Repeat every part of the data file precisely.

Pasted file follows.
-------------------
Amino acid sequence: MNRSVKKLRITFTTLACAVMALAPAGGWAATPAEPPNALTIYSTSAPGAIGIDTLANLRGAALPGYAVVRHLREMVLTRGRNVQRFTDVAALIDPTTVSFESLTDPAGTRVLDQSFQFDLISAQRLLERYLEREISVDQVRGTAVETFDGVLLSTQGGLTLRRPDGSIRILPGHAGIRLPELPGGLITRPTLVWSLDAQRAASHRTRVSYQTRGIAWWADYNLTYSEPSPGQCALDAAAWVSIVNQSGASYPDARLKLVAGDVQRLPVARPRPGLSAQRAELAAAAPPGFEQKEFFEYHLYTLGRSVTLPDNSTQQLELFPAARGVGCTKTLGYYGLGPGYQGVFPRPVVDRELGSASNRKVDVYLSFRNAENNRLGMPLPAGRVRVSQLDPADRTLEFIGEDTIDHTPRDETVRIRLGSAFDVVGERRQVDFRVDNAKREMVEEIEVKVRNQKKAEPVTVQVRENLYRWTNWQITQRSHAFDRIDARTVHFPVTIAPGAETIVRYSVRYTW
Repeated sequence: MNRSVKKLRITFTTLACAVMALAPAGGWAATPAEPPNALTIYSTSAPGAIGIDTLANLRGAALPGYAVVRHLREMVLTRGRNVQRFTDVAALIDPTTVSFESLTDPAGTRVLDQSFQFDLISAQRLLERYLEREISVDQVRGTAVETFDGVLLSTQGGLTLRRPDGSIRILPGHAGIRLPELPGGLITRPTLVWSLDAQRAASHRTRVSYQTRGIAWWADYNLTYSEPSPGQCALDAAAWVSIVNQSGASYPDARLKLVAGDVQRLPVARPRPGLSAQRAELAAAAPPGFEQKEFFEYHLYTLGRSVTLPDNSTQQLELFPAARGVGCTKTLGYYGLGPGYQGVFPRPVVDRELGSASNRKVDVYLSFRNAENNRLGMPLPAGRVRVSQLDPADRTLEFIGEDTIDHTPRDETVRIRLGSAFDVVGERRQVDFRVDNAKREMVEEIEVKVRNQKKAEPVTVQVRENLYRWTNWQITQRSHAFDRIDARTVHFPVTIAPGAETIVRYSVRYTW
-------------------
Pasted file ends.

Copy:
Amino acid sequence: MNRSVKKLRITFTTLACAVMALAPAGGWAATPAEPPNALTIYSTSAPGAIGIDTLANLRGAALPGYAVVRHLREMVLTRGRNVQRFTDVAALIDPTTVSFESLTDPAGTRVLDQSFQFDLISAQRLLERYLEREISVDQVRGTAVETFDGVLLSTQGGLTLRRPDGSIRILPGHAGIRLPELPGGLITRPTLVWSLDAQRAASHRTRVSYQTRGIAWWADYNLTYSEPSPGQCALDAAAWVSIVNQSGASYPDARLKLVAGDVQRLPVARPRPGLSAQRAELAAAAPPGFEQKEFFEYHLYTLGRSVTLPDNSTQQLELFPAARGVGCTKTLGYYGLGPGYQGVFPRPVVDRELGSASNRKVDVYLSFRNAENNRLGMPLPAGRVRVSQLDPADRTLEFIGEDTIDHTPRDETVRIRLGSAFDVVGERRQVDFRVDNAKREMVEEIEVKVRNQKKAEPVTVQVRENLYRWTNWQITQRSHAFDRIDARTVHFPVTIAPGAETIVRYSVRYTW
Repeated sequence: MNRSVKKLRITFTTLACAVMALAPAGGWAATPAEPPNALTIYSTSAPGAIGIDTLANLRGAALPGYAVVRHLREMVLTRGRNVQRFTDVAALIDPTTVSFESLTDPAGTRVLDQSFQFDLISAQRLLERYLEREISVDQVRGTAVETFDGVLLSTQGGLTLRRPDGSIRILPGHAGIRLPELPGGLITRPTLVWSLDAQRAASHRTRVSYQTRGIAWWADYNLTYSEPSPGQCALDAAAWVSIVNQSGASYPDARLKLVAGDVQRLPVARPRPGLSAQRAELAAAAPPGFEQKEFFEYHLYTLGRSVTLPDNSTQQLELFPAARGVGCTKTLGYYGLGPGYQGVFPRPVVDRELGSASNRKVDVYLSFRNAENNRLGMPLPAGRVRVSQLDPADRTLEFIGEDTIDHTPRDETVRIRLGSAFDVVGERRQVDFRVDNAKREMVEEIEVKVRNQKKAEPVTVQVRENLYRWTNWQITQRSHAFDRIDARTVHFPVTIAPGAETIVRYSVRYTW